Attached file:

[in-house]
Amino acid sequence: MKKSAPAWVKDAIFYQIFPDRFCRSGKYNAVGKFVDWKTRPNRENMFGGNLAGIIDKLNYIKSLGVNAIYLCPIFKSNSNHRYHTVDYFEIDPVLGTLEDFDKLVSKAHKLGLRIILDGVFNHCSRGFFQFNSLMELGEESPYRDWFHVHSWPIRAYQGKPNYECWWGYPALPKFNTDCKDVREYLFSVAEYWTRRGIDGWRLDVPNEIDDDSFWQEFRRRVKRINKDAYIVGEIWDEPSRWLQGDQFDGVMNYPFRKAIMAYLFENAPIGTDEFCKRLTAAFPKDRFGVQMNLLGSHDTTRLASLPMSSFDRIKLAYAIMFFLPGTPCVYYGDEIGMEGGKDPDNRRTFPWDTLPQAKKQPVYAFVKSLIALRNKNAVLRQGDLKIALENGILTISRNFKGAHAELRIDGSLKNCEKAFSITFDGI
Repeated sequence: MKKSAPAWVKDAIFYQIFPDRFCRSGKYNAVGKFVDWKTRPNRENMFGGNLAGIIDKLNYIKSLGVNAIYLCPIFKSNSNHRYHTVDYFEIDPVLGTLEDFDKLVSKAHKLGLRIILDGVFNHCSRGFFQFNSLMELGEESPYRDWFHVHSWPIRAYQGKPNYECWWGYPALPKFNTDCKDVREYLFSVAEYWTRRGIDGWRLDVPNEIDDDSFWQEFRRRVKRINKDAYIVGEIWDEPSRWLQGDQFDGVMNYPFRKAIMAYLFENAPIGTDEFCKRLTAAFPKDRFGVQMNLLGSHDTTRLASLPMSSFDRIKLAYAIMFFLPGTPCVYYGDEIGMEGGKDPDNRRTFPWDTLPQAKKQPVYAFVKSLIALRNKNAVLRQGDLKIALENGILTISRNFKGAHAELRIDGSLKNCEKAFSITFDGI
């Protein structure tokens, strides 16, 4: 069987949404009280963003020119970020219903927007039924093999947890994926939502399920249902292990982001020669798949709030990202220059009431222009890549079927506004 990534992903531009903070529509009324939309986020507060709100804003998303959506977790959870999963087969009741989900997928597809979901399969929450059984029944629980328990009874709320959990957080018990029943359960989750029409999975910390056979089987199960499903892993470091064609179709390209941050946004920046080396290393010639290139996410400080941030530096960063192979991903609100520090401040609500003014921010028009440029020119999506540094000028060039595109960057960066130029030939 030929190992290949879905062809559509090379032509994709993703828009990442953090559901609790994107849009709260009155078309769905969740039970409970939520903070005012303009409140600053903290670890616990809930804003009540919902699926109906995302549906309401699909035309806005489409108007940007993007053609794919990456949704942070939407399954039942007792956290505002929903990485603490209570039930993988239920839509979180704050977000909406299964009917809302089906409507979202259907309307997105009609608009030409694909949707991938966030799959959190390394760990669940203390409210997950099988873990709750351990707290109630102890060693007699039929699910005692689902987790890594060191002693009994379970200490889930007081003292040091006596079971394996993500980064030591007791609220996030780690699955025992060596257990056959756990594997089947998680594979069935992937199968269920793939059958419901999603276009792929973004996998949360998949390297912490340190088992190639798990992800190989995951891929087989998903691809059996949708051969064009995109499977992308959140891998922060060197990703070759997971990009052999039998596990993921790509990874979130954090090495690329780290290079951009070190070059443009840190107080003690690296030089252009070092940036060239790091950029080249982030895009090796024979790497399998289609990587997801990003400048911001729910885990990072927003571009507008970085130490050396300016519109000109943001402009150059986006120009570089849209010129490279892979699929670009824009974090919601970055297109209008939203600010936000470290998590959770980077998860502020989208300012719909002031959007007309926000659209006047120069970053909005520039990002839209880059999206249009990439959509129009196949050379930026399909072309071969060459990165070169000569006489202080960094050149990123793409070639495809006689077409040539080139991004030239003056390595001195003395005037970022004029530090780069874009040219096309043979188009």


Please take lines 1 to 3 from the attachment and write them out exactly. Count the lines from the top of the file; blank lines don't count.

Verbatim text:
[in-house]
Amino acid sequence: MKKSAPAWVKDAIFYQIFPDRFCRSGKYNAVGKFVDWKTRPNRENMFGGNLAGIIDKLNYIKSLGVNAIYLCPIFKSNSNHRYHTVDYFEIDPVLGTLEDFDKLVSKAHKLGLRIILDGVFNHCSRGFFQFNSLMELGEESPYRDWFHVHSWPIRAYQGKPNYECWWGYPALPKFNTDCKDVREYLFSVAEYWTRRGIDGWRLDVPNEIDDDSFWQEFRRRVKRINKDAYIVGEIWDEPSRWLQGDQFDGVMNYPFRKAIMAYLFENAPIGTDEFCKRLTAAFPKDRFGVQMNLLGSHDTTRLASLPMSSFDRIKLAYAIMFFLPGTPCVYYGDEIGMEGGKDPDNRRTFPWDTLPQAKKQPVYAFVKSLIALRNKNAVLRQGDLKIALENGILTISRNFKGAHAELRIDGSLKNCEKAFSITFDGI
Repeated sequence: MKKSAPAWVKDAIFYQIFPDRFCRSGKYNAVGKFVDWKTRPNRENMFGGNLAGIIDKLNYIKSLGVNAIYLCPIFKSNSNHRYHTVDYFEIDPVLGTLEDFDKLVSKAHKLGLRIILDGVFNHCSRGFFQFNSLMELGEESPYRDWFHVHSWPIRAYQGKPNYECWWGYPALPKFNTDCKDVREYLFSVAEYWTRRGIDGWRLDVPNEIDDDSFWQEFRRRVKRINKDAYIVGEIWDEPSRWLQGDQFDGVMNYPFRKAIMAYLFENAPIGTDEFCKRLTAAFPKDRFGVQMNLLGSHDTTRLASLPMSSFDRIKLAYAIMFFLPGTPCVYYGDEIGMEGGKDPDNRRTFPWDTLPQAKKQPVYAFVKSLIALRNKNAVLRQGDLKIALENGILTISRNFKGAHAELRIDGSLKNCEKAFSITFDGI